The only explanation you keep coming back to is that it’s got to be a brothel,” Dr Jill Eyers, of Chiltern Archaeology, told the BBC.
Experts say that the number of children killed at Yewden villa in Hambleden is unusually large.
“There is no other site that would yield anything like the 97 infant burials,” said Dr Simon Mays, a skeletal biologist at English Heritage’s Centre for
Archaeology, who has been investigating the finds.
The babies were all found to be of roughly the same size, suggesting systematic infanticide at birth rather than death from natural causes, which would have struck infants at different ages, Dr Mays added.
The Hambleden site, close to the River Thames, was excavated 100 years ago and identified as a high status Roman villa.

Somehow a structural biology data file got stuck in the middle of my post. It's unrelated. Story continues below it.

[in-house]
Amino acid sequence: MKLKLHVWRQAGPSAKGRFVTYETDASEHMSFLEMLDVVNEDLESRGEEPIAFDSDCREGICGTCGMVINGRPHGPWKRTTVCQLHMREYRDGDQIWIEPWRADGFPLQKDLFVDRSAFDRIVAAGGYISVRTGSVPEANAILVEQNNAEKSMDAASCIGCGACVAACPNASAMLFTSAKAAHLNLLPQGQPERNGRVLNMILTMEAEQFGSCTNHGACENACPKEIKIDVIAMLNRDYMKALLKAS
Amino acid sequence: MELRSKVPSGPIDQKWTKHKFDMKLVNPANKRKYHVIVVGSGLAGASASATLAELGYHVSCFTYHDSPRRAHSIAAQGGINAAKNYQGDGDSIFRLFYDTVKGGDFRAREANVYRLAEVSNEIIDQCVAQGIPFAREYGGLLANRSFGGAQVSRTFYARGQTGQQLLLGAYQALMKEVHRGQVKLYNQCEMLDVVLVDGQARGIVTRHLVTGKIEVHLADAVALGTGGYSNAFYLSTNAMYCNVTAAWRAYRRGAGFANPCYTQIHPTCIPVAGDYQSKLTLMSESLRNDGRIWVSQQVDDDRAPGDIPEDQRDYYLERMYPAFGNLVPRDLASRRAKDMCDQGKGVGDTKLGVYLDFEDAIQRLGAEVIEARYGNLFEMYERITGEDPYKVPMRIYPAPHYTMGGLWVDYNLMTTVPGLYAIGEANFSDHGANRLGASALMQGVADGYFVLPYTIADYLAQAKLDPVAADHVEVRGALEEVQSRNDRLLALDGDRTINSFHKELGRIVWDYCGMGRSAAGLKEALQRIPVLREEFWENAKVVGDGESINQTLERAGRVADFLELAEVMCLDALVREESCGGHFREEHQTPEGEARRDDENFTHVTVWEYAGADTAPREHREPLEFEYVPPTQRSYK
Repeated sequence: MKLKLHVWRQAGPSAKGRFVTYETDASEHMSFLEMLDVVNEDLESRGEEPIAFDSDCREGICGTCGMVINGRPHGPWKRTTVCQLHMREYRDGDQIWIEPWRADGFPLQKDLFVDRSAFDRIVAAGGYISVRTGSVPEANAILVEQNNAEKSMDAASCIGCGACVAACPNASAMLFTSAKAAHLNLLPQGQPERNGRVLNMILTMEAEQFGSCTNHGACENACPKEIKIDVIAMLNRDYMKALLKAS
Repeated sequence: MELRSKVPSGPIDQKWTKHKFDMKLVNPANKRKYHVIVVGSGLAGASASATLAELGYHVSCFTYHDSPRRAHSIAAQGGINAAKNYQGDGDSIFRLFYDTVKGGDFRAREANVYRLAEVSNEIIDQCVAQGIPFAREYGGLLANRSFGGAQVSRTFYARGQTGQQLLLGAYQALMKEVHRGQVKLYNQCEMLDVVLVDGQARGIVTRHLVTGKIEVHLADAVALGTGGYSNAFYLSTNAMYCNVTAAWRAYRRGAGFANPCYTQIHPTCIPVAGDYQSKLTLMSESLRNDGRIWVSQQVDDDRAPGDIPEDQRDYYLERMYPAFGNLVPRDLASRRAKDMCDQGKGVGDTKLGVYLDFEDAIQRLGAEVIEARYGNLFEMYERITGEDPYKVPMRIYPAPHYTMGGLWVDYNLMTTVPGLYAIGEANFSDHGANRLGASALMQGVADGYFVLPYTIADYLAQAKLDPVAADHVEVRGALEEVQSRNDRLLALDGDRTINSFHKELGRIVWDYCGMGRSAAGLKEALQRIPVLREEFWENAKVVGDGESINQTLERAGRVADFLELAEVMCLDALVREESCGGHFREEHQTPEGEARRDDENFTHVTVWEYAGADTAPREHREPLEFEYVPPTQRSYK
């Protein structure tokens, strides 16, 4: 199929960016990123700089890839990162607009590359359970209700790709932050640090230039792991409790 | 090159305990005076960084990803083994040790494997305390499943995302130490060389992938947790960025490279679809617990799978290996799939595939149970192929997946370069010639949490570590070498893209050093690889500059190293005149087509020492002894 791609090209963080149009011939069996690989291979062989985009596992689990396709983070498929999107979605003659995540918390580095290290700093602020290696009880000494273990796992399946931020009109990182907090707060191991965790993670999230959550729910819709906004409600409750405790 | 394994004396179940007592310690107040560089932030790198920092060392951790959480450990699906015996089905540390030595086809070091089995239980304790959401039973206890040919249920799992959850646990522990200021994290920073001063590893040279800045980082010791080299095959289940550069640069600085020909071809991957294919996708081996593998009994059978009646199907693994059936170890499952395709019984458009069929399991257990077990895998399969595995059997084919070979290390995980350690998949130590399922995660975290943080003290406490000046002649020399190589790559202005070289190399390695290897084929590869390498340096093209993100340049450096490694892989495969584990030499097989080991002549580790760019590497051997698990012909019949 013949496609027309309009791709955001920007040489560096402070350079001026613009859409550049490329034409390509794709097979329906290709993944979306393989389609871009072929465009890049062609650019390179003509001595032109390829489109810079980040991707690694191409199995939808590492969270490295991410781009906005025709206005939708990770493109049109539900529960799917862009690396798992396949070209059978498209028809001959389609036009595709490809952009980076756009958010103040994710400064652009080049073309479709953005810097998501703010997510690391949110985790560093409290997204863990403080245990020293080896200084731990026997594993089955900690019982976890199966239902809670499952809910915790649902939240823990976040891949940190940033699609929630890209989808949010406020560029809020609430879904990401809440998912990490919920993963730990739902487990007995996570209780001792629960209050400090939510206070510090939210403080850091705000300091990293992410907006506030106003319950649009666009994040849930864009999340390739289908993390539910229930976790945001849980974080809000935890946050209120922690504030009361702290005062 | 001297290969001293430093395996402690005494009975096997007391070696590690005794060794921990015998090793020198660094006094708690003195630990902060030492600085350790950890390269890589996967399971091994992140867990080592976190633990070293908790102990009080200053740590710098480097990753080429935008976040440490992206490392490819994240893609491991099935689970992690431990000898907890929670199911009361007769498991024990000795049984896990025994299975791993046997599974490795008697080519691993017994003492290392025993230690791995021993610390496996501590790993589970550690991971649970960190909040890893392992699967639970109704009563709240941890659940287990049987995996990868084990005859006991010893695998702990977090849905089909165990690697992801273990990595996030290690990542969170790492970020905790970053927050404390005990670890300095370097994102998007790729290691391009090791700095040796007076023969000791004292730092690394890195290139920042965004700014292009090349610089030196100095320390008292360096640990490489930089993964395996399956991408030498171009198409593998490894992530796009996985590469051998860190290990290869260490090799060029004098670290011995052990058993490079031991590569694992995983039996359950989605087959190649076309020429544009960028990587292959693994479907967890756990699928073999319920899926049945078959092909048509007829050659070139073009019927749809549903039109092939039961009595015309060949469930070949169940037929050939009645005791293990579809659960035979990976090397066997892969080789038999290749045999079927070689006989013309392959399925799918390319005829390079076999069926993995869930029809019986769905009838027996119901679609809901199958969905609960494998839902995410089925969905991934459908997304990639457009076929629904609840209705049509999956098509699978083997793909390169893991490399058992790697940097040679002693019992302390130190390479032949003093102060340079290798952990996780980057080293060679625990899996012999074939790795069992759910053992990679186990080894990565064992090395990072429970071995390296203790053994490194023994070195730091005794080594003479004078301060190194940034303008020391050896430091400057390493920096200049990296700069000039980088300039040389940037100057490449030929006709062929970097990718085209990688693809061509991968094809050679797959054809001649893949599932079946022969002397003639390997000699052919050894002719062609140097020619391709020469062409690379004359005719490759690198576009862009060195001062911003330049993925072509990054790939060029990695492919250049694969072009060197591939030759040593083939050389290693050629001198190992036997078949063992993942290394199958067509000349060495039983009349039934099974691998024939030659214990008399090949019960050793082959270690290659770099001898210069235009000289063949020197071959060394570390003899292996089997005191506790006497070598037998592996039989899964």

Alfred Heneage Cocks, an archaeologist, reported the findings in 1921. His report, along with photographs, and hundreds of artefacts, pottery and bones were recently rediscovered at Buckinghamshire County Museum.
The records gave precise locations for the infant bodies, which were hidden under walls or buried under courtyards close to each other.
The remains are now being tested for the first time by English Heritage.
The team plans to carry out DNA tests on the skeletons in a bid to establish their sex and possible relationship to each other.